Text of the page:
Early next morning I explored the immediate environs of the services. I spotted some wildish growth on a low hill, with what looked like a cairn at the top. I didn’t quite believe it would be an ancient artefact, but thought an artwork of some kind was a possibility.

I walked up to discover that this was, in fact, a Roadchef branded bin for the benefit of picnickers.

The non-cairn offered a great view of the services, gleaming in the morning sun and protected from evil forces by some rowan trees.

We had a hasty breakfast in the food courtural area.

Later, we stopped in a different services with what looked like much the same curve-roofed eating space.

It occurred to me that I’ve never eaten in a giant works canteen, like the one in the Burton factory I was writing about recently, but I’ve been in countless vast leisure canteens in service areas and malls.

Finally we were heading towards the start of the walk. It was shaping up to be a hot day. On the radio, a lady was talking about the thirty years she had spent seeking the big cats of Britain – roaming beasts that many consider to be mythical. Despite the poverty resulting from full-time cat-seeking she had ‘had a ball’ pursuing elusive, beautiful creatures. I don’t have her dedication to the cause, with my day-job and other hobbies, but maybe my autobiogeographical quest has some similarity to hers. For both of us a camouflaged detail (a shadow glimpsed on a hillside, or a special shape falling) may be worth running after in expectant delight.

To be continued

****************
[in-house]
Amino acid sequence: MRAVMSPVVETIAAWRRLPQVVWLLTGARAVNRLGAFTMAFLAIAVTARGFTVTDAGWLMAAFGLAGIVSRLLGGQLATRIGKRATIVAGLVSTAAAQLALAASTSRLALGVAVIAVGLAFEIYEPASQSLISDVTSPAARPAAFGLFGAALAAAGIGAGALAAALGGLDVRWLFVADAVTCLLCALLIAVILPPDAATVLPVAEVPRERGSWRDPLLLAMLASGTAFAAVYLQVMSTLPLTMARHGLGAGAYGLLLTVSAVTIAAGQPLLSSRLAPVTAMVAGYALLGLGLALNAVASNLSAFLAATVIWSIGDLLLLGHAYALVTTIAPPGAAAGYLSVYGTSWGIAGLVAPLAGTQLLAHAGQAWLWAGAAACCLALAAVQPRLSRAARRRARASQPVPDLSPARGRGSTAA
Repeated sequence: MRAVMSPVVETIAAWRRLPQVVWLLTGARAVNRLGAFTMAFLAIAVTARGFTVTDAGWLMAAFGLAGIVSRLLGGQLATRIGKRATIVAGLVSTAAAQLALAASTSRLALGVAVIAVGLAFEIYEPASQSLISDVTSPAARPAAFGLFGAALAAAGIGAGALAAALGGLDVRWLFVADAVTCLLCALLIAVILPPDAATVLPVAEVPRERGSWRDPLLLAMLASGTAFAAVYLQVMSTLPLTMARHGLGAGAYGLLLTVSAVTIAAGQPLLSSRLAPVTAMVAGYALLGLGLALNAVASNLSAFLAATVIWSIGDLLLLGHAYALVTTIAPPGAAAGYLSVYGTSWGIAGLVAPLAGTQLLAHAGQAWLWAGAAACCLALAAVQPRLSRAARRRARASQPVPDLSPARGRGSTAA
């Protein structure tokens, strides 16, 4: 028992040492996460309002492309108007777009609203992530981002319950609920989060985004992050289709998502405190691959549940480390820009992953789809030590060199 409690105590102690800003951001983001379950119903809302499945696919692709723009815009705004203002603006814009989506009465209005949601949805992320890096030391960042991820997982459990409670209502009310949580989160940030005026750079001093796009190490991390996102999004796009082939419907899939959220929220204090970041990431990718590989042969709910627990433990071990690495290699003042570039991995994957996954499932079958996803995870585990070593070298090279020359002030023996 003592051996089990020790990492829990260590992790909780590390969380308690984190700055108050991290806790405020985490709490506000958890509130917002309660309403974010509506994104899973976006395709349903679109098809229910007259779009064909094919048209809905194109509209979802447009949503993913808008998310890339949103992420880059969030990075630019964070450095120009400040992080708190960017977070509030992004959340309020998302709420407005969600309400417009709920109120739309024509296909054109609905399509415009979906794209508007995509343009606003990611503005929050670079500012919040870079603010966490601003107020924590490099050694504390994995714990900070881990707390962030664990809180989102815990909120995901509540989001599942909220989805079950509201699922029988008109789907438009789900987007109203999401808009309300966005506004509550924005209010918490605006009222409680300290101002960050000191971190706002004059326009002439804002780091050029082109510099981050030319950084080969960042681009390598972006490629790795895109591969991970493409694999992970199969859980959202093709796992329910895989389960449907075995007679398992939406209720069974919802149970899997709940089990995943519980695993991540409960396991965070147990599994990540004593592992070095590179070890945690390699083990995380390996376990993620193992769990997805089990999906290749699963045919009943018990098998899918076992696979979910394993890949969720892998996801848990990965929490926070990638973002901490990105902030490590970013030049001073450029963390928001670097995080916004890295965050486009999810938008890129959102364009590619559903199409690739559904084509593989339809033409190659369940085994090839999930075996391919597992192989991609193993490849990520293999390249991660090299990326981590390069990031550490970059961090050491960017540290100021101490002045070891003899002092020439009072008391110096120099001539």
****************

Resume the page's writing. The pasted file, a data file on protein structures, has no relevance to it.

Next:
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Despite walking nearly 25 miles, I still hadn’t reached Leighton Buzzard, site of childhood holidays and source of my first Robert E. Howard Conan book (as described earlier). I had gone to sleep in the MK hotel to the sounds of drunken revelry turning nasty, closing-time shouting and what sounded like barking police dogs from seven floors below. No evidence remained in the empty square this sunny morning.

For the second week running, I enjoyed a solitary breakfast, and headed to the station – walking like the Tin Woodman in the aftermath of yesterday’s exertions.

The train took me back to Leighton Buzzard station, actually in Linslade. When we came here on holiday I would have extra pocket money, which I would use to buy various books and comics. I always seemed to find unexpected delights, an unexpected new Jack Kirby comic, for instance, so Leighton has always seemed like the source of abundant blessings. However, as I walked towards it, early impressions were of a run-down town, and I was resigned to the place of idyllic memories having become an unrecognisable Dystopia. For a moment, ‘the borders of life shrivelled and the lines of existence closed in’ as they did for Conan when in the grip of the ‘the unreasoning melancholy of the Cimmerian’